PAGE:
Clinical and Cognitive Correlates of Depressive Symptoms Among Youth with Obsessive Compulsive Disorder

UCLA Semel Institute for Neuroscience and Human Behavior, CA, USA.
Journal of Clinical Child & Adolescent Psychology (Impact Factor: 1.92). 08/2010; 39(5):616-26. DOI: 10.1080/15374416.2010.501285
Source: PubMed


Depression is the most common comorbidity among adults with obsessive compulsive disorder (OCD), yet little is known about depressive symptoms in childhood OCD. This study examined clinical and cognitive variables associated with depressive symptomatology in 71 youths (62% male, M age = 12.7 years) with primary OCD. Youths presented with a range of depressive symptoms, with 21% scoring at or above the clinical cutoff on the self-report measure of depression. Higher levels of depressive symptoms were associated with higher levels of cognitive distortions assessed on measures of insight, perceived control, competence, and contingencies. Depressive symptoms were also linked to older age and more severe OCD. Low perceived control and self-competence and high OCD severity independently predicted depression scores.

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Available from: John Piacentini, Oct 01, 2015
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    • " significantly related to the compulsion and doubting of the MOCI scale , and thus explain the relationships between depression and OCD , anxiety and OCD , and helplessness and OCD . Previous studies reported that depression and anxiety were preva - lent among adolescents with OCD ( Fireman et al . , 2001 ; Geller , 2006 ; Leonard et al . , 2001 ; Peris et al . , 2010 ) , but the extent of the overlaps among the symptoms of OCD , depression , anxiety , help - lessness were not reported . Therefore , this needs to be assessed when an OCD diagnosis is conducted and may have implications for the treatment of youth with comorbid OCD , depression , anxiety , and feelings of helplessness . To prevent deter"
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    ABSTRACT: Objectives: Youth with obsessive compulsive disorder (OCD) are at risk of experiencing comorbid psychiatric conditions, such as depression and anxiety. Studies of Chinese adolescents with OCD are limited. The aim of this study was to investigate the association of depression, anxiety, and helplessness with the occurrence of OCD in Chinese adolescents. Methods: This study consisted of two stages. The first stage used a cross-sectional design involving a stratified clustered non-clinical sample of 3174 secondary school students. A clinical interview procedure was then employed to diagnose OCD in students who had a Leyton ‘yes’ score of 15 or above. The second phase used a case-control study design to examine the relationship of OCD to depression, anxiety and helplessness in a matched sample of 288 adolescents with clinically diagnosed OCD and 246 students without OCD. Results: Helplessness, depression and anxiety scores were directly associated with the probability of OCD caseness. Canonical correlation analysis indicated that the OCD correlated significantly with depression, anxiety, and helplessness. Cluster analysis further indicated the degree of the OCD is also associated with severity of depression and anxiety, and the level of helplessness. Conclusion: These findings suggest that depression, anxiety and helplessness are important correlates of OCD in Chinese adolescents. Future studies using longitudinal and prospective designs are required to confirm these relationships as causal. Key words: depression, anxiety, helplessness, obsessive-compulsive disorders, Chinese adolescents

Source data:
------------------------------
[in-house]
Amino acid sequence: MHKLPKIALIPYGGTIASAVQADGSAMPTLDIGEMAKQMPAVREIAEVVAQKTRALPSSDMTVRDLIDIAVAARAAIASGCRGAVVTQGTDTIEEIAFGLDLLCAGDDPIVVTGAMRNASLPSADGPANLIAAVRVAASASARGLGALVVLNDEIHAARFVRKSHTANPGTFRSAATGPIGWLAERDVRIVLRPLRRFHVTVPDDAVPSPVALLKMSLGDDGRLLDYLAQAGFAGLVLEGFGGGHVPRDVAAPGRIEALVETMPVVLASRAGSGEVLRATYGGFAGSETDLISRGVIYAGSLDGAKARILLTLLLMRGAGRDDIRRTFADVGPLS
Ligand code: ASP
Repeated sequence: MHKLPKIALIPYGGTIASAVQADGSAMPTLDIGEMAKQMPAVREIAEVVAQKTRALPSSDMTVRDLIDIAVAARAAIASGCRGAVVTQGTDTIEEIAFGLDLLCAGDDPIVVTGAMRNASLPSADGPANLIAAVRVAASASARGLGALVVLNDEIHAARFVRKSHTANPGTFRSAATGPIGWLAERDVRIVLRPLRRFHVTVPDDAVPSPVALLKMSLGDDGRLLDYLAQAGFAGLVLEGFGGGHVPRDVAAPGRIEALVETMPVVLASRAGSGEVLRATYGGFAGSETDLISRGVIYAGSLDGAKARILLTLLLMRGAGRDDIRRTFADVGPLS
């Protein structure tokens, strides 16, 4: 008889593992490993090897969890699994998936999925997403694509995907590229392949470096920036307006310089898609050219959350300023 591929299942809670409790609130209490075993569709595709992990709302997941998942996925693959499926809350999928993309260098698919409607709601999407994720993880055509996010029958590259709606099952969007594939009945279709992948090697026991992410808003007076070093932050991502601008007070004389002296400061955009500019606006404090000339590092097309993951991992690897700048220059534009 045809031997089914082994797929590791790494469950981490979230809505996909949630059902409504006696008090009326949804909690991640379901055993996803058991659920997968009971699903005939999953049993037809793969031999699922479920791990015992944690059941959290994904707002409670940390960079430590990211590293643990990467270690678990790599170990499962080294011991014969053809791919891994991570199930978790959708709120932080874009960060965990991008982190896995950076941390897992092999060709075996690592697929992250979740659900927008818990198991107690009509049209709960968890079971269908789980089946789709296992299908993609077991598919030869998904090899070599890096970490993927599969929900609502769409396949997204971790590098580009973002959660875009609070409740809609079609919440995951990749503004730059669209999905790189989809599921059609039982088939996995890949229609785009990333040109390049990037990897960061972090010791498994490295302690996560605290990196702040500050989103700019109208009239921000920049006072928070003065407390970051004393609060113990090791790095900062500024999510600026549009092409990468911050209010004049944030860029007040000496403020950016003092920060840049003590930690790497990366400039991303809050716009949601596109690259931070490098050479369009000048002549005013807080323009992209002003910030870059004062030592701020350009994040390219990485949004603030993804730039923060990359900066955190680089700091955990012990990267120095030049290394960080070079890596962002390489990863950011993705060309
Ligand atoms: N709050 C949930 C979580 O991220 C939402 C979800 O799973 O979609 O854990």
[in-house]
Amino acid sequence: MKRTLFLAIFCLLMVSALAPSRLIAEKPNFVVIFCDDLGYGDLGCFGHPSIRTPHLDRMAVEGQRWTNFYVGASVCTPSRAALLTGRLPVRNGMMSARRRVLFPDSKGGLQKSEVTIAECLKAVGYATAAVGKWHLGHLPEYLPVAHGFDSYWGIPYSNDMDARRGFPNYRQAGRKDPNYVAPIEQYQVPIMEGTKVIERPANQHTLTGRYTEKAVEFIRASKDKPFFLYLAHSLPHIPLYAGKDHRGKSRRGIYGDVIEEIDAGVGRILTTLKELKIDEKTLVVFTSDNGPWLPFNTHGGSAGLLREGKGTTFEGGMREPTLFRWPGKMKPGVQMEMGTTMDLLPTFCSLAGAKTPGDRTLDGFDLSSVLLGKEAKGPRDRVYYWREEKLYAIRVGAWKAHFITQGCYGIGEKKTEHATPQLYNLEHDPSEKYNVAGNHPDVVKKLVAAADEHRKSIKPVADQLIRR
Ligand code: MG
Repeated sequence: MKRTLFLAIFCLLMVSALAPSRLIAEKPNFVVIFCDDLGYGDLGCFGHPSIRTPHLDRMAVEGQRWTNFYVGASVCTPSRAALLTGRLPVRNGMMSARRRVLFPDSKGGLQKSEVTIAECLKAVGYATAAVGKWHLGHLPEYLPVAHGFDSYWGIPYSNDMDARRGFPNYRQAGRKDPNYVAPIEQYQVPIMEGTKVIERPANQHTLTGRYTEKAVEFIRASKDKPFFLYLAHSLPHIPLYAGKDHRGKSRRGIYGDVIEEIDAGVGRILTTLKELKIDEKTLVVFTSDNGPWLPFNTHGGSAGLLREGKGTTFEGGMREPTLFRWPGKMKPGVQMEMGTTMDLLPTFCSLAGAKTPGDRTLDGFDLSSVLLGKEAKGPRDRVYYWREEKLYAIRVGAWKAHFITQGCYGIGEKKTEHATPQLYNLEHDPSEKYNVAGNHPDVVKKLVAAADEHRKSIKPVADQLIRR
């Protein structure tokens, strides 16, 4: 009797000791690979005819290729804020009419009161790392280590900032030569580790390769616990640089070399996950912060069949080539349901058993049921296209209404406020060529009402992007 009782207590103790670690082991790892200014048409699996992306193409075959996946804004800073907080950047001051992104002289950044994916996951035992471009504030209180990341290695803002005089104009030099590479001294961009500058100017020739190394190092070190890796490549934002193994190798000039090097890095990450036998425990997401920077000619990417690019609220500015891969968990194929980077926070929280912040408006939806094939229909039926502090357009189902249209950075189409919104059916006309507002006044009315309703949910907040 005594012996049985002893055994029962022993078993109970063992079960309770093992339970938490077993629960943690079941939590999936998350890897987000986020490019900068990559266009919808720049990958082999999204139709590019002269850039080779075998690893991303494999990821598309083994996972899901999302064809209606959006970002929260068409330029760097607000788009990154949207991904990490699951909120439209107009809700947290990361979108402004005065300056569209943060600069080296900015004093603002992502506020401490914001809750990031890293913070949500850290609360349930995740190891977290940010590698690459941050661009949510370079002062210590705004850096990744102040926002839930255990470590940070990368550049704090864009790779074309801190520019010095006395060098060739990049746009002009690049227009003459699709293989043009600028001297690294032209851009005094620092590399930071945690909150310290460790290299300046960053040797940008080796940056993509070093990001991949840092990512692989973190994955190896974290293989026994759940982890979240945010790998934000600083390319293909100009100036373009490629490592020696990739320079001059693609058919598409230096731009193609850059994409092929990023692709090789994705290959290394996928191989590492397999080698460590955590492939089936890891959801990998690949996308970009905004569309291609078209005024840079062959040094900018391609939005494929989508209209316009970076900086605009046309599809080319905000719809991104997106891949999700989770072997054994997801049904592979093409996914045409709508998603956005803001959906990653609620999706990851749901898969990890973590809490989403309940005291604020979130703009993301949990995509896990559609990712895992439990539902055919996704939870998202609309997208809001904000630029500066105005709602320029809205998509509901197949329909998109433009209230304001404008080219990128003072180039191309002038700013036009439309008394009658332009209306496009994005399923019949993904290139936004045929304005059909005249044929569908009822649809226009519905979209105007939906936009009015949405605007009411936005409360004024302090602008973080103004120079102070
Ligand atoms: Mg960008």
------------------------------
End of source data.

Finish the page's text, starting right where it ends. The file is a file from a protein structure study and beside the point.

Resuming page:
Journal of Affective Disorders 11/2014; DOI:10.1016/j.jad.2014.11.004 · 3.38 Impact Factor
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    • "heoretically , depression may impede response to CBT for OCD for a number of reasons . Depression is characterised by pervasive hopelessness which may lead to lack of optimism and decrease motivation to engage in treatment . Similarly , reduced insight and low perceived self - competence in youth with depression may limit engagement with therapy ( Peris et al . 2010 ) . Alternatively , depression may alter the focus of the therapy ; therapists may need to concurrently treat depres - sive symptoms thus diluting treatment response . A number of studies have examined the effect of concur - rent depressive disorders and / or symptoms on OCD outcomes following CBT . The majority have been conducted with"